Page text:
Personal Branding

“Branders” hold themselves accountable to the vision of their projected self.

GenZ and Millennials spend a fair amount of energy cultivating a personal brand. It is sculpted out of consumer choices, Instagram photos, Facebook profiles, clubs, causes, stickers, Spotify Wrapped reports and more. Some of these elements seem cosmetic—what they post on social media or paste on the back of their laptops. Others clearly represent their personality, passions and commitments. Cumulatively, however, they are more than a digital avatar or aspirational identity. They suggest vocation.

Through their personal brand, individuals consider the implications of their choices. The process is not driven primarily by what makes them seem cool or popular; instead, it reflects their values and becomes the source of their power. Purchases have become less about status, for instance, and more about messaging. That’s why Nike sales spiked after it ran the ad with Colin Kaepernick and the motto, “Believe in something. Even if it means sacrificing everything.”

As people craft their personal brand, they want to support businesses that believe what they believe. It is true for where they spend their money and even truer for where they spend their time. The season is ripe for companies like Ben & Jerry’s or Benetton, especially if the commitments to living wages, environmental protection, or radical inclusivity are real. Companies experience lower turnover when employees have confidence that they are doing good. Social impact is the new corner office. (My son coined that felicitous phrase.)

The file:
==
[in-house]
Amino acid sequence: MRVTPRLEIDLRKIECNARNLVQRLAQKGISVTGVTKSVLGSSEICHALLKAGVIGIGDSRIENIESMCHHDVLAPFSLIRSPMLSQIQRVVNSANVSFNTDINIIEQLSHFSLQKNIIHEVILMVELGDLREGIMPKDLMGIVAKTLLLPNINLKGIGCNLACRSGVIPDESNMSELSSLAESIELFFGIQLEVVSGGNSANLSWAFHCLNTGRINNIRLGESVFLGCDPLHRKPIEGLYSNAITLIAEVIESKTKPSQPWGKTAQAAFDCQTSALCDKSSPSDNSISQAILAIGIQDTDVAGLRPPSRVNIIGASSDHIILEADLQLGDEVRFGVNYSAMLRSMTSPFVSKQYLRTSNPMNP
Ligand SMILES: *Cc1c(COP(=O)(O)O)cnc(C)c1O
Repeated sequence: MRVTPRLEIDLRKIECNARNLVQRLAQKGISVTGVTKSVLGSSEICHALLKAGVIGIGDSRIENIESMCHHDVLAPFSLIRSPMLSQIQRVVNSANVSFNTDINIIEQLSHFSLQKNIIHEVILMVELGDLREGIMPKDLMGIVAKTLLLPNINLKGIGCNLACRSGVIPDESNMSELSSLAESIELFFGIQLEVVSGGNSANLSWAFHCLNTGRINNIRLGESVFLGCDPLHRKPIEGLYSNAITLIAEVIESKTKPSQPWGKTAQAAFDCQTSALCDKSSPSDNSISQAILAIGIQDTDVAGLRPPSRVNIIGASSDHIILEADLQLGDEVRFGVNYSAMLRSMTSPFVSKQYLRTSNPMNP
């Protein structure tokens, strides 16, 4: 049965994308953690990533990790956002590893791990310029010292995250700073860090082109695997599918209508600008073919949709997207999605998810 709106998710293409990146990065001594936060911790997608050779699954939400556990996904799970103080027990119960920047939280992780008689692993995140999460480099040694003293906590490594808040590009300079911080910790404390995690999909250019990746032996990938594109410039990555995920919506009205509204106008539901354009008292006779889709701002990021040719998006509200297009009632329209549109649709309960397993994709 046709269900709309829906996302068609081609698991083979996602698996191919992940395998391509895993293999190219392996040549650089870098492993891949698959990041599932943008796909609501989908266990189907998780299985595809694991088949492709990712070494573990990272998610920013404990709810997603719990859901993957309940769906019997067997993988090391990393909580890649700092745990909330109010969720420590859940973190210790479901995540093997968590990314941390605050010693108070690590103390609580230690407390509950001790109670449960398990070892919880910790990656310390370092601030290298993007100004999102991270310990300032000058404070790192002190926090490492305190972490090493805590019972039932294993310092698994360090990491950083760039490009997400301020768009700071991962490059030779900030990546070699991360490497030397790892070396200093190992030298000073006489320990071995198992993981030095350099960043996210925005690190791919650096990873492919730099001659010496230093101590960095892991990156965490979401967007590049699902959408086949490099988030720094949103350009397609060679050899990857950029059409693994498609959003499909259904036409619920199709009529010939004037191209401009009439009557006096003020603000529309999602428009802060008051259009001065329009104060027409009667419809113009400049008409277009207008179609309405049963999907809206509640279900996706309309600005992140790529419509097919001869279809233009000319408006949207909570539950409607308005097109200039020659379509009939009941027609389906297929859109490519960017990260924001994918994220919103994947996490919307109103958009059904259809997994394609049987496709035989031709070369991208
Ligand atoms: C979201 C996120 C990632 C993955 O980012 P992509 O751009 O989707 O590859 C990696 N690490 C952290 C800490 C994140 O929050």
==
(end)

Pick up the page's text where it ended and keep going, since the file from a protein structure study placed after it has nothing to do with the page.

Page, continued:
On their website, Ben and Jerry’s describe the causes that they care about and support.

In personal branding, individuals also express their faith in non-institutional change. Their choices communicate their values and also promote them. Many of these young people, in fact, have become social media influencers, with more FB and Twitter followers than major corporations—demonstrating the power of personal branding. They are trusted bearers of information about what works, what doesn’t, and what it means.

We can be cynical about how many of the subsequent Nike shoe buyers would really be willing to give up lucrative careers to make a political statement, but they want to know what they stand for and make it known. It goes in their dating profiles, and they will challenge their friends at social gatherings on core issues, even though the general ethos is one of mutual acceptance. This exercise is not simply about vetting potential soulmates or making sure your friends understand your commitment to your values.

Done with sincerity and purpose, “branders” are attempting to make the story they tell about themselves match the story that they live. Perhaps we could snatch a term back from Google (who used it to promote VR) and talk about “storyliving.” These folks are holding themselves accountable to the vision of their projected self, with critical self-reflection and continuous striving to make it matter.

Sounds like vocation to me.

Rachel S. Mikva is the Rabbi Herman Schaalman Chair in Jewish Studies at Chicago Theological Seminary and Senior Faculty Fellow for the InterReligious Institute. She works at the intersections of exegesis, culture and ethics.  Author of “The Change a Difference Makes: Formation of Self in the Encounter with Diversity,” in Hearing Vocation Differently: Meaning, Purpose and Identity in the Multi-Faith Academy, ed. David Cunningham (Oxford University Press, 2018), she would have no clue about the world today were it not for her children and her students.

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